She lived in Canada, where this service has recently been made more accessible, and I'm all for it. If it helped my Nana, it could help so many others."
It sounds like your Nana was able to have peace––and so do you.
"It should be a right..."
"It should be a right for every human to choose when terminal. We euthanize our pets but not our loved ones. We allow our loved ones to suffer miserably at the end of life. I was a hospice nurse and saw the suffering first hand. It is inhumane to allow that."
Why do we allow it for pets and not for humans? What makes an animal's life worth more than a human's? Shouldn't they both be held in equal regard?
"I have a degenerative brain disease..."
"I have a degenerative brain disease and would very much like to die with some dignity left, so I'm all for it."
No doubt. We're sorry to hear about your struggle.
"I longed for there to be a legal way..."
"We let people die in fear and pain, but not animals. The last 6 months of my mum's life were exactly how she didn't want to live - confused, incontinent, immobile. I longed for there to be a legal way to end her suffering. She made it very clear to me during her life that this was not the way she wanted to go. I'm an RN and should make it clear I've never assisted in ending anyone's life, but I've wanted to. Medically assisted death doesn't mean more death, just less suffering."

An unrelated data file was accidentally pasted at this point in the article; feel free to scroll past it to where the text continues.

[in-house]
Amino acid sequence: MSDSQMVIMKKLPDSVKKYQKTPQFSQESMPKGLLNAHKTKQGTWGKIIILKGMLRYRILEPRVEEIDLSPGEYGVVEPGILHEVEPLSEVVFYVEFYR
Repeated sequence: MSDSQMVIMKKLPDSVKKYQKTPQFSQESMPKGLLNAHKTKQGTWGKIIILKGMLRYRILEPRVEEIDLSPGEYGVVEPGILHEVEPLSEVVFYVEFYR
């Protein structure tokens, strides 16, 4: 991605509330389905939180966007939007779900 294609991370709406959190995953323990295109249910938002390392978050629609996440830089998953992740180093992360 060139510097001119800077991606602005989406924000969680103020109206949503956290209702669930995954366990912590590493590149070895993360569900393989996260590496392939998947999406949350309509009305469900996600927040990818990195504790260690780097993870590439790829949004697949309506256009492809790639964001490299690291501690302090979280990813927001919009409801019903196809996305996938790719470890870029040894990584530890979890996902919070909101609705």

"As someone who has..."
"As someone who has stage 4 cancer, I am in favor of having the right to die gracefully."
"If it's good enough..."
"If it's good enough for my dog then it's good enough for me."
It's truly as simple as that. We'd be doing so many human beings a favor.
"If you're not legally allowed..."
"If you're not allowed to legally arrange the end of your own life, is it actually your own life?"
"It was such a blessing..."
"My grandpa had a medically assisted death in 2019. It was such a blessing to my family as we were able to say goodbye, and knew how much time we had left.
Also it was relief from great pain for him, and I'm so glad he was able to make that choice peacefully.
Will forever advocate for it."
It's truly shocking that euthanasia is illegal in many countries––and that it can even carry a jail sentence. It is a complicated issue that polarizes many people from different walks of life.
Where do you stand on this issue? Feel free to tell us in the comments below!
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Privilege is discussed quite a bit these days, and for good reason. So many people are able to live life longer, more peacefully, and freely than others thanks to factors they had no control over.
And yet, there is an element of popularity among the privileges discussed. People acknowledge their race, class, gender identity, sexual orientation, and citizenship status a lot.
That makes sense. Those are massively significant social realities that we need to grapple with constantly.
But there are some other privileges that we don't always think about. There are some things even more basic that not everybody gets to enjoy.